ON THE SHELF: Large-Print Fiction titles for your reading list
Published 8:00 am Sunday, January 22, 2023
This column was submitted by Evangeline Cessna, Local History Librarian at the Warren County-Vicksburg Public Library.
This week the library is featuring fiction titles in our New Large Print collection.
Author Blitz Bazawule delivers a story steeped in the history and mythology of West Africa at the intersection of the civil rights movement in America with “The Scent of Burning Flowers.” The lives of Melvin and his fiancée Bernadette are turned upside down one dark night in a diner parking lot in Alabama. Melvin’s split-second reaction comes from his days of the war. Though the impulse keeps the two alive, they must flee with blood on their hands. They pack their passports, empty their bank accounts, and disguise themselves as a pastor and his reluctant wife. In order to shake the persistent FBI agent trailing them, the travel to Ghana to get help from Melvin’s old college friend who happens to be president. A chance encounter with a beloved musician on his way to perform for the president leads them on a journey full of suspense, lust, magic and danger. Melvin and Bernadette’s fresh start spirals out of control as quickly as their friend’s hold onto his presidency crumbles.
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“All the Broken Places” by John Boyne is a story about a woman who must confront the sins of her terrible past and learn that it’s never too late for bravery. Ninety-one-year-old Gretl Fernsby has lived in the same luxe mansion block in London for decades. Her life is quiet and comfortable despite her darkly disturbing past. She doesn’t talk about her escape from Nazi Germany at the age of 12 nor does she discuss her grim post-war years in France with her mother. And she most certainly doesn’t speak about the fact her father was the commandant of the Reich’s most notorious extermination camp. When a new family moves into an apartment below her, Gretel finds herself making friends with young Henry even though his presence brings back painful memories. One night, she witnesses a violent argument between Henry’s beautiful mother and his arrogant father. If Gretel chooses to save Henry’s life, she will have to come to terms with her past and reveal her secrets.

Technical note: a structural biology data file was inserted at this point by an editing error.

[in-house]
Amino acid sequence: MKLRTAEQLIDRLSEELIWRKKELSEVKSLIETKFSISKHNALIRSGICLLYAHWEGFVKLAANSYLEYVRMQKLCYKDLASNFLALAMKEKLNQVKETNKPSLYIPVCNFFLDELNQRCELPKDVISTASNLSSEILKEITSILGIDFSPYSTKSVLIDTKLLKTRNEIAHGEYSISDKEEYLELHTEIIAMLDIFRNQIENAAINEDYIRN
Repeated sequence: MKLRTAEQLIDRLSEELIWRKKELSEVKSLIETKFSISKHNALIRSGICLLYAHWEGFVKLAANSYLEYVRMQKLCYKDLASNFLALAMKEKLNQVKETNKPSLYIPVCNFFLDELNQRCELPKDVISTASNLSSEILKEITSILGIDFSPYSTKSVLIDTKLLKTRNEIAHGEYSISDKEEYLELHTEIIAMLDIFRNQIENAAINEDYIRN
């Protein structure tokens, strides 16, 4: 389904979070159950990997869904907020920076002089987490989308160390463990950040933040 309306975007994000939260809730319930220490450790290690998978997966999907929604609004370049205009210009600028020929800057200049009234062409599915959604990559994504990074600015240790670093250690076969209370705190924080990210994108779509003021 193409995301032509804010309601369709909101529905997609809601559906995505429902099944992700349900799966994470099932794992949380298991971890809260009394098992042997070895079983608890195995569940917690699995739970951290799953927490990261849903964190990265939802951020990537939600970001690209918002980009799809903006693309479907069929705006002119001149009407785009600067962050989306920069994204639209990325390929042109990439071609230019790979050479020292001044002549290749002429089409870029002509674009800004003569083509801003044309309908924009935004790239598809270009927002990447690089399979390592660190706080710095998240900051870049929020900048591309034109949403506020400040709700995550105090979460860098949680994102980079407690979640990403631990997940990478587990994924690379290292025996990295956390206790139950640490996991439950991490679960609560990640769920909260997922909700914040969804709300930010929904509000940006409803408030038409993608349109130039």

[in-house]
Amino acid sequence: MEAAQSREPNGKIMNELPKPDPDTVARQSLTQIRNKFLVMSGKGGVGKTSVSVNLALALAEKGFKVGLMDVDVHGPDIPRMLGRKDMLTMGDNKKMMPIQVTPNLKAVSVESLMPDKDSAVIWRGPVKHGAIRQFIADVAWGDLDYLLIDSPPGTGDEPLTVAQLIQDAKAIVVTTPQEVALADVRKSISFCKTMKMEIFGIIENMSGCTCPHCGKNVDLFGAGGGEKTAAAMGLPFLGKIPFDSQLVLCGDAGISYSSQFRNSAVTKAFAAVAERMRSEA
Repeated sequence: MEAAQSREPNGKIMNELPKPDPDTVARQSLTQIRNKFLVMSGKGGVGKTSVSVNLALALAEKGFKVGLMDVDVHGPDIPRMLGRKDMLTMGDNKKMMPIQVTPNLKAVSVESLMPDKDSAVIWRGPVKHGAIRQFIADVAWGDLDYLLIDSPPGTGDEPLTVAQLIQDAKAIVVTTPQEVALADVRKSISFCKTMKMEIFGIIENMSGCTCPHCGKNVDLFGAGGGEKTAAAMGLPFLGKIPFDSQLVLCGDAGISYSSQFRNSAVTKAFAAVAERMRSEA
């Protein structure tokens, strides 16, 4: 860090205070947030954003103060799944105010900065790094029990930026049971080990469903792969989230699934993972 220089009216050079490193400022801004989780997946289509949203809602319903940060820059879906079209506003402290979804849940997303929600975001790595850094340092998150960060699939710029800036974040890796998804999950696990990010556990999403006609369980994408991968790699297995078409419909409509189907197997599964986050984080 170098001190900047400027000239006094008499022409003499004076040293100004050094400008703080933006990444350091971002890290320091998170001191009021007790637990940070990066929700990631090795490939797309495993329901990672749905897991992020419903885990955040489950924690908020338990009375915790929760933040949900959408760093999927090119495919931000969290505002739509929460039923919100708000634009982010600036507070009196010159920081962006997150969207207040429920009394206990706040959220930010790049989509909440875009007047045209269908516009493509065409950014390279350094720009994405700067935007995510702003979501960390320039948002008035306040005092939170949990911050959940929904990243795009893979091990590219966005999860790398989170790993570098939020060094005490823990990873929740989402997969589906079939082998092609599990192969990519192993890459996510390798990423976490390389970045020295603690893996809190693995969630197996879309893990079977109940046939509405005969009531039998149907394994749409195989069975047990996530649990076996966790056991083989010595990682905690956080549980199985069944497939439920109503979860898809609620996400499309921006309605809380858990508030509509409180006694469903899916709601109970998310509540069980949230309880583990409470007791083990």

“Where the Wandering Ends” is by Yvette Manessis Corporon. It’s 1946 in Corfu in a poor Greek community and 10-year-old Marco is perhaps the poorest of them all. It wasn’t always that way, however. His grandmother once worked for the royal family where Marco’s mother played with Prince Philip himself. Now Greece is on the brink of civil war and Marco’s mother still hopes that the royal family will save her own. When the war becomes deadlier, Queen Frederica takes a defiant stand against the communists and announces that she will save the innocents of the country by opening children’s villages. The communists open their own camps and children are ripped from their mothers’ arms; entire villages are emptied. Young Katarina is Marco’s best friend. She steals scraps from her family’s table to give to him, but when the communists reach their village, everyone is torn apart, and loyalties are tested. Before their families flee, Katarina and Marco vow to find their way back to the village and to each other.